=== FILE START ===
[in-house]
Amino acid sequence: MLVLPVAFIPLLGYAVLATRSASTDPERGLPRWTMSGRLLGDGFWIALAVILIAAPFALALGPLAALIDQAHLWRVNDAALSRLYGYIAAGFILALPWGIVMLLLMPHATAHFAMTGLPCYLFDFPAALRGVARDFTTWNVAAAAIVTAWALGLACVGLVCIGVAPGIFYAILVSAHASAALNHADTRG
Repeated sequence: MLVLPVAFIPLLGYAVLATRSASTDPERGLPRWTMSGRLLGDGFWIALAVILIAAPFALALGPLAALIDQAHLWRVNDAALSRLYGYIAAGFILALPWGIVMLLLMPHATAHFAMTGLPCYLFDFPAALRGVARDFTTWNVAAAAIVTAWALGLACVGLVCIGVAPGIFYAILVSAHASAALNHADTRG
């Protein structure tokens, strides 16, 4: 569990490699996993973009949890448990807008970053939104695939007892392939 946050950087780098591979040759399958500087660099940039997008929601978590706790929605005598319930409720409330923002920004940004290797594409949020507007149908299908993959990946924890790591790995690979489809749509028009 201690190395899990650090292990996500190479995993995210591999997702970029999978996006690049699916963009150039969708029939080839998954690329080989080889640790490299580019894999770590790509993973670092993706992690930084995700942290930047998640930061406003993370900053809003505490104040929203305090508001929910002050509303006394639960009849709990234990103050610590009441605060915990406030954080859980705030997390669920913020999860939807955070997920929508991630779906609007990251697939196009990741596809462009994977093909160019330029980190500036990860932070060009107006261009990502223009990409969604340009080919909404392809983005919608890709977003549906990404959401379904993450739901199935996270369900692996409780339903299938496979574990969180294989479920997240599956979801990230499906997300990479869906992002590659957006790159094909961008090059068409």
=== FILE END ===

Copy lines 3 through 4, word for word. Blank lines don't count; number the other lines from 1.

Repeated sequence: MLVLPVAFIPLLGYAVLATRSASTDPERGLPRWTMSGRLLGDGFWIALAVILIAAPFALALGPLAALIDQAHLWRVNDAALSRLYGYIAAGFILALPWGIVMLLLMPHATAHFAMTGLPCYLFDFPAALRGVARDFTTWNVAAAAIVTAWALGLACVGLVCIGVAPGIFYAILVSAHASAALNHADTRG
């Protein structure tokens, strides 16, 4: 569990490699996993973009949890448990807008970053939104695939007892392939 946050950087780098591979040759399958500087660099940039997008929601978590706790929605005598319930409720409330923002920004940004290797594409949020507007149908299908993959990946924890790591790995690979489809749509028009 201690190395899990650090292990996500190479995993995210591999997702970029999978996006690049699916963009150039969708029939080839998954690329080989080889640790490299580019894999770590790509993973670092993706992690930084995700942290930047998640930061406003993370900053809003505490104040929203305090508001929910002050509303006394639960009849709990234990103050610590009441605060915990406030954080859980705030997390669920913020999860939807955070997920929508991630779906609007990251697939196009990741596809462009994977093909160019330029980190500036990860932070060009107006261009990502223009990409969604340009080919909404392809983005919608890709977003549906990404959401379904993450739901199935996270369900692996409780339903299938496979574990969180294989479920997240599956979801990230499906997300990479869906992002590659957006790159094909961008090059068409």